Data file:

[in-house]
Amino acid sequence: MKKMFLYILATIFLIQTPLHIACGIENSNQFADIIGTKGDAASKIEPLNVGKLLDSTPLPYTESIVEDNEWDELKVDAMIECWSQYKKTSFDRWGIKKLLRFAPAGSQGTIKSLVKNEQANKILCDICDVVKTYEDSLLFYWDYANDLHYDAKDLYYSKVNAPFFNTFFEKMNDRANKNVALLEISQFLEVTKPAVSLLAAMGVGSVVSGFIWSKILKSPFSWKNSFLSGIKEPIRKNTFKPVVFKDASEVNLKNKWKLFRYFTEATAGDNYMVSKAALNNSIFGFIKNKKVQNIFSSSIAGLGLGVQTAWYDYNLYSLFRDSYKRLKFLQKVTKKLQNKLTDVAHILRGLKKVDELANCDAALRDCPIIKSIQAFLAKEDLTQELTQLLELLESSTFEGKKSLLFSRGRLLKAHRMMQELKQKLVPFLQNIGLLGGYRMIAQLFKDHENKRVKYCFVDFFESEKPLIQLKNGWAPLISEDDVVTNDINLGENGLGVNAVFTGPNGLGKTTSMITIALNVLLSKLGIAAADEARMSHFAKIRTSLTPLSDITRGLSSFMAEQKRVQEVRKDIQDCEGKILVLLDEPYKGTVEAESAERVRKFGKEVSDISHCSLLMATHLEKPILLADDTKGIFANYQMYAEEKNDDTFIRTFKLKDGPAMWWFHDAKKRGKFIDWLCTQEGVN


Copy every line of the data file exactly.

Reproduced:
[in-house]
Amino acid sequence: MKKMFLYILATIFLIQTPLHIACGIENSNQFADIIGTKGDAASKIEPLNVGKLLDSTPLPYTESIVEDNEWDELKVDAMIECWSQYKKTSFDRWGIKKLLRFAPAGSQGTIKSLVKNEQANKILCDICDVVKTYEDSLLFYWDYANDLHYDAKDLYYSKVNAPFFNTFFEKMNDRANKNVALLEISQFLEVTKPAVSLLAAMGVGSVVSGFIWSKILKSPFSWKNSFLSGIKEPIRKNTFKPVVFKDASEVNLKNKWKLFRYFTEATAGDNYMVSKAALNNSIFGFIKNKKVQNIFSSSIAGLGLGVQTAWYDYNLYSLFRDSYKRLKFLQKVTKKLQNKLTDVAHILRGLKKVDELANCDAALRDCPIIKSIQAFLAKEDLTQELTQLLELLESSTFEGKKSLLFSRGRLLKAHRMMQELKQKLVPFLQNIGLLGGYRMIAQLFKDHENKRVKYCFVDFFESEKPLIQLKNGWAPLISEDDVVTNDINLGENGLGVNAVFTGPNGLGKTTSMITIALNVLLSKLGIAAADEARMSHFAKIRTSLTPLSDITRGLSSFMAEQKRVQEVRKDIQDCEGKILVLLDEPYKGTVEAESAERVRKFGKEVSDISHCSLLMATHLEKPILLADDTKGIFANYQMYAEEKNDDTFIRTFKLKDGPAMWWFHDAKKRGKFIDWLCTQEGVN